Publications (FIS)

Carabid beetles in solar parks: assemblages under solar panels are severely impoverished compared to gaps between panel rows and edge areas

authored by
Felix Zitzmann, Michael Stern, Magdalena Schmidt, Jens Schirmel

Renewable energies are a major tool to reduce greenhouse gas emissions and combat climate change. Among renewables, solar parks are a key technology and their expansion will strongly increase in the future. Hence, there is a great need for research regarding their impact on biodiversity. In this study, we investigated the importance of three solar parks in northern Germany as habitat for carabid beetles. More specifically, we determined how habitat characteristics (temperature, vegetation structure), species richness, activity densities and carabid beetle assemblages vary between different locations within solar parks: areas under solar panels “UNDR”, gaps between panel rows “BTW” and areas at the edge of solar parks “EDGE”. We found that UNDR strongly differed from BTW/EDGE in terms of habitat conditions, species richness and activity densities of carabid beetles. UNDR mainly provided habitat for a species- and individual-poor subset of species already present in BTW/EDGE and made only a small contribution to the total species richness of the investigated solar parks. BTW and EDGE, on the other hand, differed only slightly. Thus, the narrow gaps between the panel rows were of similar importance as a habitat for carabid beetles as the edge areas. Overall, the investigated solar parks – and thus also the more species-rich areas EDGE and BTW – almost exclusively provided habitat for widespread and common non-threatened generalists, while species of conservation concern were extremely rare. Implications for insect conservation: The low importance of UNDR for carabid beetles should be considered when assessing the biodiversity value of solar parks, since a large proportion of these facilities is covered with solar panels. Between panel rows and at the edge of solar parks, larger areas should be kept free from construction with solar panels in order to provide habitats for carabid beetles and other species groups. More research should be conducted on how to further improve solar parks for carabid beetles and overall biodiversity.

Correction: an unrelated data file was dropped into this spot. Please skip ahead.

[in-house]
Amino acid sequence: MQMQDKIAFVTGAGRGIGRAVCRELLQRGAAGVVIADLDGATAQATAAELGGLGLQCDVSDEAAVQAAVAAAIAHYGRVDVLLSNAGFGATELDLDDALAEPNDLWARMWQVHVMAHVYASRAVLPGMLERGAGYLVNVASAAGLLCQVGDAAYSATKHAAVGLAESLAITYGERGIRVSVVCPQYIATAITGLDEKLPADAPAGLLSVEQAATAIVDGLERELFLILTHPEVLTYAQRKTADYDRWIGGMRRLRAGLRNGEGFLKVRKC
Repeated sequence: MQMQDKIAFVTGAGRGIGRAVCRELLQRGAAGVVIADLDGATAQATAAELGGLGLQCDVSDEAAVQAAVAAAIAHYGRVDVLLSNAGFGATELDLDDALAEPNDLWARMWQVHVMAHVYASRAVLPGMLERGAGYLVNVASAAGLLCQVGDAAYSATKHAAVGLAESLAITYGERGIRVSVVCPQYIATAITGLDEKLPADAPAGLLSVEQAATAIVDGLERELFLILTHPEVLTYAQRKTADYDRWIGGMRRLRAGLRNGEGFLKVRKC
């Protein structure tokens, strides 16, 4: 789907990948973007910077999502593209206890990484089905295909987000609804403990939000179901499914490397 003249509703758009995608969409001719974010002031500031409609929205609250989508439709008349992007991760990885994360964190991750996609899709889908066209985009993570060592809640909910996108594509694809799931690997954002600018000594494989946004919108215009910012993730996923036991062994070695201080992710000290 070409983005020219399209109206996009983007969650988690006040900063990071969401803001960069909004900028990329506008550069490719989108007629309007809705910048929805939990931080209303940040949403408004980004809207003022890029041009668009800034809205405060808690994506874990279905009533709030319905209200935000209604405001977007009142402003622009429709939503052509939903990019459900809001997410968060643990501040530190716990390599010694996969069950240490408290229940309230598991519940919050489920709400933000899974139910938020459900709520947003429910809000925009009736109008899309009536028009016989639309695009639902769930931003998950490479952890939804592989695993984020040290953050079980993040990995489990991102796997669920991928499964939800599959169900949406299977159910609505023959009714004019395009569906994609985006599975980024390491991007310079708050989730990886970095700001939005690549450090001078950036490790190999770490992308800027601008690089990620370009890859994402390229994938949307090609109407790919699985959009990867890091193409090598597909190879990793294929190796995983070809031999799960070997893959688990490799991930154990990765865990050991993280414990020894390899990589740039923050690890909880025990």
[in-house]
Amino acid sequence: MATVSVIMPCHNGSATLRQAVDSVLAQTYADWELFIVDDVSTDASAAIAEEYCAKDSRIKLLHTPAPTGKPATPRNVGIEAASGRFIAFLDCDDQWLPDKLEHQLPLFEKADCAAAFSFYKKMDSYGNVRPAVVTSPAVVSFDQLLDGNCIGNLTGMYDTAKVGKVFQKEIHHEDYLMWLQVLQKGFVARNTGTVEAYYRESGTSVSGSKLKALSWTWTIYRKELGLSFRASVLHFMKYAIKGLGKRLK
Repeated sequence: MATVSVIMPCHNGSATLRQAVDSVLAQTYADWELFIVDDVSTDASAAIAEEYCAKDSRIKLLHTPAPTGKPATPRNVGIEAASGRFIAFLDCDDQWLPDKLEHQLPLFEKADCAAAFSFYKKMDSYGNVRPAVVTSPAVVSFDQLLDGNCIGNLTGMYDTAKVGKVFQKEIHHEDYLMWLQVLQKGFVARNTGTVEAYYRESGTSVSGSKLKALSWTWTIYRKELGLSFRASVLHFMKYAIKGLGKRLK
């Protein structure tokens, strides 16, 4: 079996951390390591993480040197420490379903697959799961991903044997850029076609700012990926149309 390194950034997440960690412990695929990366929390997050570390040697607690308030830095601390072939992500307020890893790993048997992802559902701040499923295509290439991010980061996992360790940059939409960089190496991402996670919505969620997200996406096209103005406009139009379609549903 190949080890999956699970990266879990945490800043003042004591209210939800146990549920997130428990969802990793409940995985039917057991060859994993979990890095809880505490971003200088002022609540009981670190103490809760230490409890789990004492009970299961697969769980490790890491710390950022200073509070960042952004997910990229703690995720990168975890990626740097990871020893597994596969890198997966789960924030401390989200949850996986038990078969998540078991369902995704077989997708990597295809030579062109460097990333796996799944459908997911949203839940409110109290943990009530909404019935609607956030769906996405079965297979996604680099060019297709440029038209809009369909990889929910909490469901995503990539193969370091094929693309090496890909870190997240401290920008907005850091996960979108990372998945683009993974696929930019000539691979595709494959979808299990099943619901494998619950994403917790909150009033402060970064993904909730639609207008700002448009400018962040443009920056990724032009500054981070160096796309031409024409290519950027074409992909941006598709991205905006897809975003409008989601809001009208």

Institute of Environmental Planning
Nature Conservation and Landscape Ecology
External Organisation(s)
University of Veterinary Medicine of Hannover, Foundation
University of Kaiserslautern-Landau (RPTU)
Journal of Insect Conservation
No. of pages
Publication date
Publication status
E-pub ahead of print
Peer reviewed
ASJC Scopus subject areas
Insect Science, Animal Science and Zoology, Nature and Landscape Conservation, Ecology
Sustainable Development Goals
SDG 7 - Affordable and Clean Energy
Electronic version(s) (Access: Open)